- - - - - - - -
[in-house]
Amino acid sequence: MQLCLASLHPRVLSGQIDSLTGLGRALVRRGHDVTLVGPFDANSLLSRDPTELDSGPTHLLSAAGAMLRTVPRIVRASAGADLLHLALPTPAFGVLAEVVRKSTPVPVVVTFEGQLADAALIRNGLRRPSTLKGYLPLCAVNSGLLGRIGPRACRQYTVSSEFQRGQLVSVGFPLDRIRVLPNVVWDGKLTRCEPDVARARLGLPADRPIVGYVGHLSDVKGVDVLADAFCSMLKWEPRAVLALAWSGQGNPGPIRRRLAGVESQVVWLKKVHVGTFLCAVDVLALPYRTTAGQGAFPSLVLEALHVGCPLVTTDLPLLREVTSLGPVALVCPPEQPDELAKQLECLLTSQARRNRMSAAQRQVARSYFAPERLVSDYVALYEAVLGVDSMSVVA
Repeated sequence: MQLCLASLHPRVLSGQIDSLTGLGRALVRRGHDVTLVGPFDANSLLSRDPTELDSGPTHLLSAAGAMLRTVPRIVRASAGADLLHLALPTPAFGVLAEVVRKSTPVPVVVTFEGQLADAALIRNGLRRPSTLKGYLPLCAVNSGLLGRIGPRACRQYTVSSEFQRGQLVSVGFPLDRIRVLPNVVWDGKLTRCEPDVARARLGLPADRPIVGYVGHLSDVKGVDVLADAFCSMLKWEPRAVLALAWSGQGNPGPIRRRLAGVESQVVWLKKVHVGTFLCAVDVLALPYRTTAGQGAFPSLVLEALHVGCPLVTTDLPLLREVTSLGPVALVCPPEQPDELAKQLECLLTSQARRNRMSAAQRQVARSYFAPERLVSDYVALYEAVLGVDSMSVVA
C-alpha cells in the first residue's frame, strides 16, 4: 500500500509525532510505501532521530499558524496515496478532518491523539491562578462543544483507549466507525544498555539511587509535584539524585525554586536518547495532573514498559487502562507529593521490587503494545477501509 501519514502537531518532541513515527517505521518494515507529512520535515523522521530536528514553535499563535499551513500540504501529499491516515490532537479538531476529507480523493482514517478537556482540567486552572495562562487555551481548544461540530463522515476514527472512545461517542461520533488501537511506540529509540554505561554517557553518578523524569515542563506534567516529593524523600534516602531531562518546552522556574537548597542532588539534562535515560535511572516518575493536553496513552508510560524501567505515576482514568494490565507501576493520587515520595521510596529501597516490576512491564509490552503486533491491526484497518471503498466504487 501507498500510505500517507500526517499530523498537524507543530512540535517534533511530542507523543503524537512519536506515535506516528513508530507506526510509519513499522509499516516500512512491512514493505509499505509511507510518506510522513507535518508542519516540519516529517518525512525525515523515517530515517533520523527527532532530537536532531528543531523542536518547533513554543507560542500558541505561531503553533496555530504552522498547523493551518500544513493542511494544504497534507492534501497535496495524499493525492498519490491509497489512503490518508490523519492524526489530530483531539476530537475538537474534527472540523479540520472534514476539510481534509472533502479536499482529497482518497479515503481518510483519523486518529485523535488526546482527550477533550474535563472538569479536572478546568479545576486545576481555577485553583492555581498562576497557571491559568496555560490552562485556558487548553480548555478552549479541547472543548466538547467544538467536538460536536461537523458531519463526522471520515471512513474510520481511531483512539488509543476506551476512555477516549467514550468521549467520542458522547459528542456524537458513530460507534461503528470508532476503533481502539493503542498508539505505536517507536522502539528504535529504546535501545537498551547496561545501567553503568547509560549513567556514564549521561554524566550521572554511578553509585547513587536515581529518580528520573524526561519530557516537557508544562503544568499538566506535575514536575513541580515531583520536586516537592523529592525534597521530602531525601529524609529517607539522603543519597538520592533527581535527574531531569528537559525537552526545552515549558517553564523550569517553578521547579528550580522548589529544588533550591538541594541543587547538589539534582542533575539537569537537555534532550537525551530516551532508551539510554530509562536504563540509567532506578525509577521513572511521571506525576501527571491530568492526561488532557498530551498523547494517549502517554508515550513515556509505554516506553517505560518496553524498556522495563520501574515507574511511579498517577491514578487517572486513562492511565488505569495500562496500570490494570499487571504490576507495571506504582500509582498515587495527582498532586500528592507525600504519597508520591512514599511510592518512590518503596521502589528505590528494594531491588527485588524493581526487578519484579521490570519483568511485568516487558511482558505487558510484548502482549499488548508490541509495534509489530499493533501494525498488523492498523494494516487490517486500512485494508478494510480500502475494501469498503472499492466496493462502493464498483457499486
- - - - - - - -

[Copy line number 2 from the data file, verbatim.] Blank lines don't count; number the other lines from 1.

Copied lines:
Amino acid sequence: MQLCLASLHPRVLSGQIDSLTGLGRALVRRGHDVTLVGPFDANSLLSRDPTELDSGPTHLLSAAGAMLRTVPRIVRASAGADLLHLALPTPAFGVLAEVVRKSTPVPVVVTFEGQLADAALIRNGLRRPSTLKGYLPLCAVNSGLLGRIGPRACRQYTVSSEFQRGQLVSVGFPLDRIRVLPNVVWDGKLTRCEPDVARARLGLPADRPIVGYVGHLSDVKGVDVLADAFCSMLKWEPRAVLALAWSGQGNPGPIRRRLAGVESQVVWLKKVHVGTFLCAVDVLALPYRTTAGQGAFPSLVLEALHVGCPLVTTDLPLLREVTSLGPVALVCPPEQPDELAKQLECLLTSQARRNRMSAAQRQVARSYFAPERLVSDYVALYEAVLGVDSMSVVA